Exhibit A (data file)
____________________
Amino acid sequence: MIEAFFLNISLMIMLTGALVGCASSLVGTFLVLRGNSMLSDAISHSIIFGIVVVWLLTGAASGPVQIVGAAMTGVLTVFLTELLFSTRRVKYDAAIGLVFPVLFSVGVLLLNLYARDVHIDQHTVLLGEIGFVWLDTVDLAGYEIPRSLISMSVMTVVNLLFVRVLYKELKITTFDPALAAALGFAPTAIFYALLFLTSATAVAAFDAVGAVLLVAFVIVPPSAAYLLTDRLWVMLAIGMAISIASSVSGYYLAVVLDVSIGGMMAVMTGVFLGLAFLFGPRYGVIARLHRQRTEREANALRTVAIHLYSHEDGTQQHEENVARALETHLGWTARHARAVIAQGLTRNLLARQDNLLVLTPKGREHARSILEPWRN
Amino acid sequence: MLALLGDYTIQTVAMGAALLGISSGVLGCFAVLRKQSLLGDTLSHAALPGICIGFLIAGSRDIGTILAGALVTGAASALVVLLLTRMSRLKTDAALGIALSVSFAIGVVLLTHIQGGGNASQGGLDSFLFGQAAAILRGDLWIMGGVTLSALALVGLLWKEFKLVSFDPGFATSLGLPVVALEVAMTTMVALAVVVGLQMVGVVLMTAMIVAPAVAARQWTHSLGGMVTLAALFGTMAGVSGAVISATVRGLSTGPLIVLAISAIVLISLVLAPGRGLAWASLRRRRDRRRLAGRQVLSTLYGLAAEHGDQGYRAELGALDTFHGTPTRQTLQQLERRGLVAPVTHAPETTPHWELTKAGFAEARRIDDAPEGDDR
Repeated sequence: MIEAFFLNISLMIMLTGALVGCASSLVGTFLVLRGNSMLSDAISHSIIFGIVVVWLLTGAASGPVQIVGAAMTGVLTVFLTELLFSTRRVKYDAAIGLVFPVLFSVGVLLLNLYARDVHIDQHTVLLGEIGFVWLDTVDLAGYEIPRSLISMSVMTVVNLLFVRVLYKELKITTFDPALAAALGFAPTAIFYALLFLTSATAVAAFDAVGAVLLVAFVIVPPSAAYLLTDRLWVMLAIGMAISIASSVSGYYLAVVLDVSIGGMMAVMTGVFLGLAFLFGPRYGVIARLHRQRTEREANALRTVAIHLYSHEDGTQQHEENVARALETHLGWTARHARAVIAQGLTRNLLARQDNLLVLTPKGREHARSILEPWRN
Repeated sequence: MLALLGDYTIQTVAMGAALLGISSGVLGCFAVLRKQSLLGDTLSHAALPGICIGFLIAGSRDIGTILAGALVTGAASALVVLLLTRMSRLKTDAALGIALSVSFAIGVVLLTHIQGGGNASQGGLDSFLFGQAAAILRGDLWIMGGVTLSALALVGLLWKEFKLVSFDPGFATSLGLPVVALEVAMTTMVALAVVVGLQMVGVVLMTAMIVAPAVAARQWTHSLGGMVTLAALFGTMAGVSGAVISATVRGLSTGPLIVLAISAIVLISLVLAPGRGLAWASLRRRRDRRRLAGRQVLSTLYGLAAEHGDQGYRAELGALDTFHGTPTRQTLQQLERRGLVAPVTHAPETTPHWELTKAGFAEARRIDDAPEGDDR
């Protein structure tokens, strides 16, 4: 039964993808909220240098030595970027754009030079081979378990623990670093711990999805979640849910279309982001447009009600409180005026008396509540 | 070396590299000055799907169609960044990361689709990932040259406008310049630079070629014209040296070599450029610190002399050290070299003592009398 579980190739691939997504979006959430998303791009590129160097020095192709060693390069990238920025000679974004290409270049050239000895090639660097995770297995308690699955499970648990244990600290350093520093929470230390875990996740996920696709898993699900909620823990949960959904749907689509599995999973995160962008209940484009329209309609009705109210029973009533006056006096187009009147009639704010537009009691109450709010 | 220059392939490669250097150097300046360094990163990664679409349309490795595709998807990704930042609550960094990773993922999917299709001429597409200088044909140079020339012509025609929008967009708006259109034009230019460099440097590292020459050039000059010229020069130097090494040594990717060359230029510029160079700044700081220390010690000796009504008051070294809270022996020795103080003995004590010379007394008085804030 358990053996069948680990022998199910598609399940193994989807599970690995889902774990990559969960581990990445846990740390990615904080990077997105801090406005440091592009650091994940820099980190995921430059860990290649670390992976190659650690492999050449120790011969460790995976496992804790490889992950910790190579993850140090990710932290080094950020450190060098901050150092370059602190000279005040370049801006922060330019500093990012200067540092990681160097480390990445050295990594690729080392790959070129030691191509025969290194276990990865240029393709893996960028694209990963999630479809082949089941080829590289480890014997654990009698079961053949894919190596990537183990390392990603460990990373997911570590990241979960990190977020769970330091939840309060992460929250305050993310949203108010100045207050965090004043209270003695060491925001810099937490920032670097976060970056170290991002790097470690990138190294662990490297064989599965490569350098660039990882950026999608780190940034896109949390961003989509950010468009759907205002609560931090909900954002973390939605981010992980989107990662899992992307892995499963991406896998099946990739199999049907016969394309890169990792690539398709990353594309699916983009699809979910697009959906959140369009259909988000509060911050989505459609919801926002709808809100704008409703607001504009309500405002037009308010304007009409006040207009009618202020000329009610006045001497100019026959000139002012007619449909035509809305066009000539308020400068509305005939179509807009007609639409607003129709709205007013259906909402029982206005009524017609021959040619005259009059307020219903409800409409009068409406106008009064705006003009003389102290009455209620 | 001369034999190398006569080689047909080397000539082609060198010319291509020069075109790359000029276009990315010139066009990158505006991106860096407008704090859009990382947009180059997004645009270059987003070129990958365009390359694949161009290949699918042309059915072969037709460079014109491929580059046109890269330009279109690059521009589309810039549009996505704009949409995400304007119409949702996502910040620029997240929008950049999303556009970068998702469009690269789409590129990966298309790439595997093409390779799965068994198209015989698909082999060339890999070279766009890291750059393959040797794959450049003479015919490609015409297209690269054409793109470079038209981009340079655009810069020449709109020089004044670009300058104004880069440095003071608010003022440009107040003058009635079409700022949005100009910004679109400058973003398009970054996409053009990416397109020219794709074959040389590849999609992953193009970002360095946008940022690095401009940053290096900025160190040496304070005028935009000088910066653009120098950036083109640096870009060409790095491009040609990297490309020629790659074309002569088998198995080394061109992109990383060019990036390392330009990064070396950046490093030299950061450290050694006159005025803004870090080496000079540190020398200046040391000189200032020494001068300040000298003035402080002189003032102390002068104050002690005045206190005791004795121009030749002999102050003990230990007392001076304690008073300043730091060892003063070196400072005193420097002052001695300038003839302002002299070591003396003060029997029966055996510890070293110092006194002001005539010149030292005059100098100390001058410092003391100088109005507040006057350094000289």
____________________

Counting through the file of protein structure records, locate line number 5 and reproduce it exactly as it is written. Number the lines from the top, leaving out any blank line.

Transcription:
């Protein structure tokens, strides 16, 4: 039964993808909220240098030595970027754009030079081979378990623990670093711990999805979640849910279309982001447009009600409180005026008396509540 | 070396590299000055799907169609960044990361689709990932040259406008310049630079070629014209040296070599450029610190002399050290070299003592009398 579980190739691939997504979006959430998303791009590129160097020095192709060693390069990238920025000679974004290409270049050239000895090639660097995770297995308690699955499970648990244990600290350093520093929470230390875990996740996920696709898993699900909620823990949960959904749907689509599995999973995160962008209940484009329209309609009705109210029973009533006056006096187009009147009639704010537009009691109450709010 | 220059392939490669250097150097300046360094990163990664679409349309490795595709998807990704930042609550960094990773993922999917299709001429597409200088044909140079020339012509025609929008967009708006259109034009230019460099440097590292020459050039000059010229020069130097090494040594990717060359230029510029160079700044700081220390010690000796009504008051070294809270022996020795103080003995004590010379007394008085804030 358990053996069948680990022998199910598609399940193994989807599970690995889902774990990559969960581990990445846990740390990615904080990077997105801090406005440091592009650091994940820099980190995921430059860990290649670390992976190659650690492999050449120790011969460790995976496992804790490889992950910790190579993850140090990710932290080094950020450190060098901050150092370059602190000279005040370049801006922060330019500093990012200067540092990681160097480390990445050295990594690729080392790959070129030691191509025969290194276990990865240029393709893996960028694209990963999630479809082949089941080829590289480890014997654990009698079961053949894919190596990537183990390392990603460990990373997911570590990241979960990190977020769970330091939840309060992460929250305050993310949203108010100045207050965090004043209270003695060491925001810099937490920032670097976060970056170290991002790097470690990138190294662990490297064989599965490569350098660039990882950026999608780190940034896109949390961003989509950010468009759907205002609560931090909900954002973390939605981010992980989107990662899992992307892995499963991406896998099946990739199999049907016969394309890169990792690539398709990353594309699916983009699809979910697009959906959140369009259909988000509060911050989505459609919801926002709808809100704008409703607001504009309500405002037009308010304007009409006040207009009618202020000329009610006045001497100019026959000139002012007619449909035509809305066009000539308020400068509305005939179509807009007609639409607003129709709205007013259906909402029982206005009524017609021959040619005259009059307020219903409800409409009068409406106008009064705006003009003389102290009455209620 | 001369034999190398006569080689047909080397000539082609060198010319291509020069075109790359000029276009990315010139066009990158505006991106860096407008704090859009990382947009180059997004645009270059987003070129990958365009390359694949161009290949699918042309059915072969037709460079014109491929580059046109890269330009279109690059521009589309810039549009996505704009949409995400304007119409949702996502910040620029997240929008950049999303556009970068998702469009690269789409590129990966298309790439595997093409390779799965068994198209015989698909082999060339890999070279766009890291750059393959040797794959450049003479015919490609015409297209690269054409793109470079038209981009340079655009810069020449709109020089004044670009300058104004880069440095003071608010003022440009107040003058009635079409700022949005100009910004679109400058973003398009970054996409053009990416397109020219794709074959040389590849999609992953193009970002360095946008940022690095401009940053290096900025160190040496304070005028935009000088910066653009120098950036083109640096870009060409790095491009040609990297490309020629790659074309002569088998198995080394061109992109990383060019990036390392330009990064070396950046490093030299950061450290050694006159005025803004870090080496000079540190020398200046040391000189200032020494001068300040000298003035402080002189003032102390002068104050002690005045206190005791004795121009030749002999102050003990230990007392001076304690008073300043730091060892003063070196400072005193420097002052001695300038003839302002002299070591003396003060029997029966055996510890070293110092006194002001005539010149030292005059100098100390001058410092003391100088109005507040006057350094000289």